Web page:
Addressing the congestion in the Brent Spence Bridge Corridor by moving forward with this project is important to our region because it will improve safety and foster job creation and economic development. It is also important to remember that there is a cost of doing nothing.
The primary reason for the project is to make the corridor safer for drivers and their passengers. While the bridge is not in danger of falling down, it is functionally obsolete, and does not meet current capacity needs and design standards. For example, it was designed to accommodate 80,000 vehicles per day but today carries more than twice that. Updates to the bridge in 1986 added a fourth lane by eliminating the shoulders and reducing the widths of the existing lanes. While some capacity was gained, the lack of shoulders means there is no safe haven for stranded motorists and even minor fender-benders tie up traffic because the crash cannot be moved out of the traffic flow.
As a result, the existing corridor has a crash rate that is three to five times higher than the rest of the Ohio and Kentucky interstate systems. On average, there are 650 calls for help made by motorists stranded in the corridor each year. From 2004 through 2014, there have been 22 fatalities in the Brent Spence Bridge Corridor: 12 on the Kentucky approach, eight on the Ohio approach and two on the bridge itself.
The Brent Spence project means jobs and economic development. The project will yield $18.9 billion in benefits to commuters, shippers and manufacturers in the 20 years following completion of the project, based on a 2009 Texas Transportation Institute (TTI) study commissioned by former Congressmen Geoff Davis and Steve Driehaus.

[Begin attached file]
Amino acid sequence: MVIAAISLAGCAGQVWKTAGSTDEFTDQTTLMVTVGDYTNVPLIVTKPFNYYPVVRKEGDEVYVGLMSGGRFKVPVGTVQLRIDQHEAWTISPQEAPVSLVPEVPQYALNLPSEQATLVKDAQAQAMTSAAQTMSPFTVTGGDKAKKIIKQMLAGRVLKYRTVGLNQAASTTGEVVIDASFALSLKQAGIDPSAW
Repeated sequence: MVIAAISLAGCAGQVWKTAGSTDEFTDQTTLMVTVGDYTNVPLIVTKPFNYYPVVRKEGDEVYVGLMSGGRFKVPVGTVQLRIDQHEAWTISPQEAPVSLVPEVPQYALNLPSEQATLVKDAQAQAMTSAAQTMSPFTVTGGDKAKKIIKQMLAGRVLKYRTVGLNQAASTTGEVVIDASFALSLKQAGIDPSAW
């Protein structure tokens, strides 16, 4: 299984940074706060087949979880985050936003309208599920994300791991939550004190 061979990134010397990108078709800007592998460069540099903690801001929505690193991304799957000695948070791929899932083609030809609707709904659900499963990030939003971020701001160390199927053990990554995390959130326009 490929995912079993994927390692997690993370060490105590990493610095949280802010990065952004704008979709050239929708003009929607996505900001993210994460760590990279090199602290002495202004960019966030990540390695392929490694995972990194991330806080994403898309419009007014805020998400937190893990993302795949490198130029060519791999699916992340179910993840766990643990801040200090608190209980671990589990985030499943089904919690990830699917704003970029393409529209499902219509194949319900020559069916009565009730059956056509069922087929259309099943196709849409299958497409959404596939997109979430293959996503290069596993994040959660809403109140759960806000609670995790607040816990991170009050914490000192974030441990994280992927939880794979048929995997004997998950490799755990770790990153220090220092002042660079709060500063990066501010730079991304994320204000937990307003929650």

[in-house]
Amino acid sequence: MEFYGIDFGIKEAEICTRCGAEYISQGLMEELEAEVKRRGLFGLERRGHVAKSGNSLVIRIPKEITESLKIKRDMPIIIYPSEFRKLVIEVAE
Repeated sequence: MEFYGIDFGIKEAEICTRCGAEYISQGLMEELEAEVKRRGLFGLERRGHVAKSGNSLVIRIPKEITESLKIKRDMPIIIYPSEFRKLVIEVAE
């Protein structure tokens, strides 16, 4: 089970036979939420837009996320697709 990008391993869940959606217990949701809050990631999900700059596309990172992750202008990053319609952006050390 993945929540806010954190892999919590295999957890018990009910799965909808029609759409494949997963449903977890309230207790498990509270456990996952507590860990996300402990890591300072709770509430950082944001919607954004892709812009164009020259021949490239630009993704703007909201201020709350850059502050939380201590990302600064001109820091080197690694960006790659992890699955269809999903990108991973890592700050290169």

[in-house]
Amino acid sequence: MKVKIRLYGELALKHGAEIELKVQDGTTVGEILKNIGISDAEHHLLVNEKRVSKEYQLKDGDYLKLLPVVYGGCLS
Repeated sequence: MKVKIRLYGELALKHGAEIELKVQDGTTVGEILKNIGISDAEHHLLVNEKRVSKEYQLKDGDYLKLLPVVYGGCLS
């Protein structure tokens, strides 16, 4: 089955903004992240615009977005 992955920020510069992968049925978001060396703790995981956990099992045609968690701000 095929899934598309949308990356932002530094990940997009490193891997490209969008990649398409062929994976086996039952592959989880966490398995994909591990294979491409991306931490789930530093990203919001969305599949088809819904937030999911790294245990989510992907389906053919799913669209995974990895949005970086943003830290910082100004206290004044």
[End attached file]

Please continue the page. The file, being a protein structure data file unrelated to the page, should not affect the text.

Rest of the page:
An improved I-75/I-71 corridor, including a new bridge, will enhance regional economic growth by eliminating the major congestion point that has historically been a deterrent to recruiting new companies to the region. Expanding the corridor will reduce wasted fuel by more than 75 percent and will reduce traffic delays by almost 80 percent, according to the TTI study.
There is a cost to doing nothing. This section of I-75/I-71 has operational and geometric issues which cause safety concerns and until those issues are addressed the concerns will remain. Traffic congestion attributed to the Brent Spence Bridge costs an average of 3.6 million hours of delay for passenger cars yearly. In addition, each year, users of this corridor waste an estimated 1.6 million gallons of fuel. That figure will increase to 5.7 million gallons per year by 2030. Every month of delay adds about $7 million and every year of delay adds $75 million to $85 million to the project cost due to inflation.